“It’s OK to not be OK”: Suicide Prevention Month reminds us of the importance of awareness

The statistics regarding suicidal ideation among young people continue to be startling

Lillian Drueding, Managing Editor

Almost 19% of high school students have had serious thoughts about suicide. At RV, our student body consists of around 2,000 students. According to this statistic, 376 of those students have experienced these thoughts at one point. That number—almost as big as an entire grade—is how many people statistically experience suicidal thoughts just at RV. But how do we know for sure the number of people who experience suicidal ideation? 

We can never know exactly how many people are impacted; there are too many people who never speak up, so any number you find online is only an estimation. As aware as we try to make our society, it is impossible to see every person who is struggling if they don’t let you. However, we can observe behaviors to get a glimpse of what might be happening inside someone’s brain.

Recognizing the warning signs of suicide is as necessary for prevention as understanding what causes suicidal ideation in the first place. 

Suicidal ideation, also known as suicidal thoughts, “can occur when a person feels that they are no longer able to cope with an overwhelming situation,” according to Medical News Today. Risk factors and certain conditions can put someone at a predisposition to develop suicidal thoughts. These include (but are not limited to) mental health conditions like depression, schizophrenia, bipolar disorder, alcohol or drug dependence and post-traumatic stress disorder. Legal problems, debt, possessing a gun or other lethal methods, bullying and trauma are all risk factors too.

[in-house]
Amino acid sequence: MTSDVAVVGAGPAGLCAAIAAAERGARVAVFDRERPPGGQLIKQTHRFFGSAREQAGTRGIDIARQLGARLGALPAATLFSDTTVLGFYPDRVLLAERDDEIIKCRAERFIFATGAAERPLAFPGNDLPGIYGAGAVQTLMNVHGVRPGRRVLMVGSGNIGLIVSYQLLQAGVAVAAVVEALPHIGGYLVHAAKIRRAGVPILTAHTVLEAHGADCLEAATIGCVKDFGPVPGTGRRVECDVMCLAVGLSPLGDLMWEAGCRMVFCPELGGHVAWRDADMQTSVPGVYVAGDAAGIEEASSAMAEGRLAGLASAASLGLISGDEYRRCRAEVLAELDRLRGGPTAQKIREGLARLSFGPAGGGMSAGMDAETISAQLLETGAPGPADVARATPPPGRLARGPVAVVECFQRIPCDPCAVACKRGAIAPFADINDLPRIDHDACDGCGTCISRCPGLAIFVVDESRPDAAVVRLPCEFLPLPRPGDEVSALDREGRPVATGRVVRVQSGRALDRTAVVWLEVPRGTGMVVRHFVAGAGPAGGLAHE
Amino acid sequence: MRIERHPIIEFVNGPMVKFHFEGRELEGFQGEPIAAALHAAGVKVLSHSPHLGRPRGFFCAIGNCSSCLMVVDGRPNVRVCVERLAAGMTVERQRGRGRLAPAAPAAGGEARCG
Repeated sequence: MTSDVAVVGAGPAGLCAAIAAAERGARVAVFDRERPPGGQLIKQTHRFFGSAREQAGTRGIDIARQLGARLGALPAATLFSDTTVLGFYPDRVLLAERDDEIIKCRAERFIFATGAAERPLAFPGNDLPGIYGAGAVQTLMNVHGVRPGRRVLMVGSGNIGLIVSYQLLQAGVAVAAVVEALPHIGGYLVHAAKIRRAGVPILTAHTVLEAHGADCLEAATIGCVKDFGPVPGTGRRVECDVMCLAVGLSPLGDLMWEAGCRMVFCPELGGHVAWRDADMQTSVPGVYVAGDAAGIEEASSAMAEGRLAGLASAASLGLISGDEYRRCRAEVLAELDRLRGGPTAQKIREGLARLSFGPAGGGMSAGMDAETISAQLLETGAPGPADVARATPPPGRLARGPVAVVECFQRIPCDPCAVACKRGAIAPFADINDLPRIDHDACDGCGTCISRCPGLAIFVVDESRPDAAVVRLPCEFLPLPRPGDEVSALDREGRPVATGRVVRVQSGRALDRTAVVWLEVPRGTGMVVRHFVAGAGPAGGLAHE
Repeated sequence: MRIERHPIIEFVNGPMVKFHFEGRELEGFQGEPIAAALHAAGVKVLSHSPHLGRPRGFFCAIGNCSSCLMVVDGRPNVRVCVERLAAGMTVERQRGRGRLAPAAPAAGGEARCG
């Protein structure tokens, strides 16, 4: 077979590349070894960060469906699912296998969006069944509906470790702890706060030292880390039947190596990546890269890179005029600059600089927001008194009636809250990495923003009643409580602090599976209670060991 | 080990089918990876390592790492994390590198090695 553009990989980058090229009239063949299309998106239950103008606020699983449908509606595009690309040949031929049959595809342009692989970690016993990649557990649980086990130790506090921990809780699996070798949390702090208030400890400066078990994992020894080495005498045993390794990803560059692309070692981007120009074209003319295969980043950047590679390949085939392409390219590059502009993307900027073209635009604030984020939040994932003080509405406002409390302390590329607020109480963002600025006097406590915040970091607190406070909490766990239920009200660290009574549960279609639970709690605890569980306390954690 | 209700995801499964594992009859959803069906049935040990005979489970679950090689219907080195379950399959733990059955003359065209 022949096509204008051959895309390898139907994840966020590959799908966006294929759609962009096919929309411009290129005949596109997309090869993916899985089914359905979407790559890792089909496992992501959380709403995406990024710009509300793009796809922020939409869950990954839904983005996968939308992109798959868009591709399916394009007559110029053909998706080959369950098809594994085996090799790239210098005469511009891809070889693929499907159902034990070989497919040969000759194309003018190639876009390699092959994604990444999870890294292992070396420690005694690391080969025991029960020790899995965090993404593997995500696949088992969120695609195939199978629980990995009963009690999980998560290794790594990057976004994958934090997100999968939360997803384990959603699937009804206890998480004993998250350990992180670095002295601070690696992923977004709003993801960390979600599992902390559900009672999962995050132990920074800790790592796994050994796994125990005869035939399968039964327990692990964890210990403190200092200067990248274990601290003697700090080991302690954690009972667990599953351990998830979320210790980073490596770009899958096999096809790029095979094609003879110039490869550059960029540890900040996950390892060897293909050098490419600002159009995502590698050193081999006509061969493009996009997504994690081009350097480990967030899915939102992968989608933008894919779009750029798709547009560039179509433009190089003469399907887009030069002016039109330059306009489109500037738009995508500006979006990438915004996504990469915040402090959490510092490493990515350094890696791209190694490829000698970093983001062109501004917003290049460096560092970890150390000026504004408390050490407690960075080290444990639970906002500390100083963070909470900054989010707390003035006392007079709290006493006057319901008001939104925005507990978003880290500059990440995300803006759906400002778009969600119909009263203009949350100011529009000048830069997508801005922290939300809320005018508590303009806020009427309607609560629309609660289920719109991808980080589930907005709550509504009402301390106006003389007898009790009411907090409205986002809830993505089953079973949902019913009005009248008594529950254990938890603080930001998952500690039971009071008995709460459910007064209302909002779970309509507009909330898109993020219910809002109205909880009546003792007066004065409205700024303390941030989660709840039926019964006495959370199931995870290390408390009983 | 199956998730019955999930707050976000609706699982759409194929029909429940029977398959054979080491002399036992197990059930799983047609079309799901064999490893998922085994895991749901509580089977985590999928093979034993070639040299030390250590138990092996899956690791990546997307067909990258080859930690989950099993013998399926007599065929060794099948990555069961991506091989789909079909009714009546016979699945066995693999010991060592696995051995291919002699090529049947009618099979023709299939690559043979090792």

By looking for warning signs, you can help find support for someone before it is too late. Not every suicidal individual displays every warning sign, nor does every suicidal individual display any at all. There are verbal, behavioral and mood signs, according to Medical News Today.

  • Verbal signs: Talking about suicide, expressing a desire to die, saying they feel like a burden, talking about depression or feelings of entrapment and/or talking about a specific suicide plan. 
  • Behavioral signs: Writing a suicide note, engaging in self-harm, change in sleeping or eating habits, neglecting hobbies, researching suicide/suicide methods online, giving away possessions and withdrawal from routines.
  • Mood Signs: History of mental health symptoms and/or conditions, psychotic symptoms, loneliness, extreme mood swings, shame and humiliation and/or anger.

So what can we do to reduce suicide? According to the CDC, the answer comes in societal change; the CDC calls for the need to strengthen economic support, increase access to mental health care, teach coping skills, identify people at risk and create an environment to prevent future incidents. 

“It’s okay to not be okay,” said Mrs. Dawn Flanagan, a guidance counselor at RV. “There are resources [in school and] there are people that can help… so that hopefully they can get the [support] they need.”

Many experts point out that this epidemic on human health won’t end without awareness. Suicide rates are increasing, but the way to fight them is through education. Experts claim that we as a society have the opportunity to show people they aren’t alone and things can get better. Furthermore, awareness can encourage research to understand more about what causes suicidal behavior and therefore how to prevent it. 

If you or a loved one is struggling, reach out immediately. The suicide hotline number is 1-800-273-8255, but support can also be found elsewhere: counselors, out-patient therapy, mental health apps, and more.